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November 10, 2005
Iraqi Deputy, Back in U.S., Strives to Rebuild Reputation
By DEXTER FILKINS
WASHINGTON, Nov. 9 - Ahmad Chalabi, once an Iraqi exile leader and now a deputy prime minister, began his campaign for American rehabilitation here on Wednesday by dismissing the claim that he lured the Bush administration into war with inaccurate intelligence on Iraqi weapons.
Appearing before a friendly audience at the American Enterprise Institute, Mr. Chalabi declined to address why so many people, Iraqi and American, were so wrong about Saddam Hussein's capabilities to produce chemical, biological and nuclear weapons.
"It is not useful for me to comment on it," Mr. Chalabi told the audience.
To his critics Mr. Chalabi, who was once the Pentagon's favorite to lead Iraq after Mr. Hussein, had the most to gain from an American invasion.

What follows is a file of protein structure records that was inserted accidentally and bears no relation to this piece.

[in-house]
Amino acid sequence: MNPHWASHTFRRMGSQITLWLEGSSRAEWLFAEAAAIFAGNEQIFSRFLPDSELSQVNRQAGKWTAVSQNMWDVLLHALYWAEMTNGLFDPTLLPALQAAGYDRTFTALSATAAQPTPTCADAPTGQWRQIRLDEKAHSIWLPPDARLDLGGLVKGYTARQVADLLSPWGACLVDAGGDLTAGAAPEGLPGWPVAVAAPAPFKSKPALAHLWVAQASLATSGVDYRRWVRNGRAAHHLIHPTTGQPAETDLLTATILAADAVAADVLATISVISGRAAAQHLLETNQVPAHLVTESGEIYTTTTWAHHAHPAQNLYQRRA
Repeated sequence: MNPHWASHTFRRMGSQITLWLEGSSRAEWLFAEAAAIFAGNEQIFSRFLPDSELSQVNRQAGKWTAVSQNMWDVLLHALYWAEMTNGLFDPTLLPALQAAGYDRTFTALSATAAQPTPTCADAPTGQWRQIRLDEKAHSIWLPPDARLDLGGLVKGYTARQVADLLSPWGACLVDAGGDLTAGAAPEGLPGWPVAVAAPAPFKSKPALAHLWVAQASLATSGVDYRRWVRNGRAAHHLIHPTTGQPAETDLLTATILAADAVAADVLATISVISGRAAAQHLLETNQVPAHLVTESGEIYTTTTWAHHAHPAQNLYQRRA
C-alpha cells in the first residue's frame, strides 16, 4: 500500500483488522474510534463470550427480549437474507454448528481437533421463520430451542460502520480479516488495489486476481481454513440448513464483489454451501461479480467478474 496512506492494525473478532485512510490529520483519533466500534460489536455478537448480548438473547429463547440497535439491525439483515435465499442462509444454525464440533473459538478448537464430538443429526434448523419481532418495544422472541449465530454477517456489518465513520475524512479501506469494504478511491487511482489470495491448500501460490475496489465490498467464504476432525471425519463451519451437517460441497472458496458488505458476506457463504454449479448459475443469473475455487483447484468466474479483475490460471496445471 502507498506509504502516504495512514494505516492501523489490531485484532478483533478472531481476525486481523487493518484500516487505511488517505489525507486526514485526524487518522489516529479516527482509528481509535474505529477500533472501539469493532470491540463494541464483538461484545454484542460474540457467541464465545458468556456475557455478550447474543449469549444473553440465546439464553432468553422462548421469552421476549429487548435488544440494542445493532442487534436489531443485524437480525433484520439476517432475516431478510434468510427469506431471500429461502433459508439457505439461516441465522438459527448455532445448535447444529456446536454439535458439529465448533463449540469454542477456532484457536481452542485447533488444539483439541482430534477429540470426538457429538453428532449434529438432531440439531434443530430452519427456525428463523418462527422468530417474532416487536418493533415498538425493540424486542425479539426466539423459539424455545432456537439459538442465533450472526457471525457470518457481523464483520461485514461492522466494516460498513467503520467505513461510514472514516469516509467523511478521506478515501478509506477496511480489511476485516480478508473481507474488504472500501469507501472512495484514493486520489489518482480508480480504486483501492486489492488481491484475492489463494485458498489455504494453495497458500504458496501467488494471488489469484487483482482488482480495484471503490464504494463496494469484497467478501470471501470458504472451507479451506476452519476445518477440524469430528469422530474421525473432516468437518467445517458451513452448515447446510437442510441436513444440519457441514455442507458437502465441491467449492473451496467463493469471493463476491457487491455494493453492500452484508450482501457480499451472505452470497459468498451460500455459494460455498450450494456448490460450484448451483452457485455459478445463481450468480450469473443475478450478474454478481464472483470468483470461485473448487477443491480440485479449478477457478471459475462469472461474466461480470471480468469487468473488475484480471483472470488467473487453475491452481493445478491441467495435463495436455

But on Wednesday he maintained that the intelligence that he had passed on had little to do with the administration's insistence that the United States had to go to war to disrupt Mr. Hussein's ability to use illegal weapons.
"This is an urban myth," Mr. Chalabi said. He said a United States government investigation into the issue "debunks the entire idea" that information provided by him had led to war.
The report he cited, a presidential inquiry into prewar intelligence failures, concluded that information provided by Mr. Chalabi's group, the Iraqi National Congress, had had "a minimal impact" on assessments of Iraq's capacities.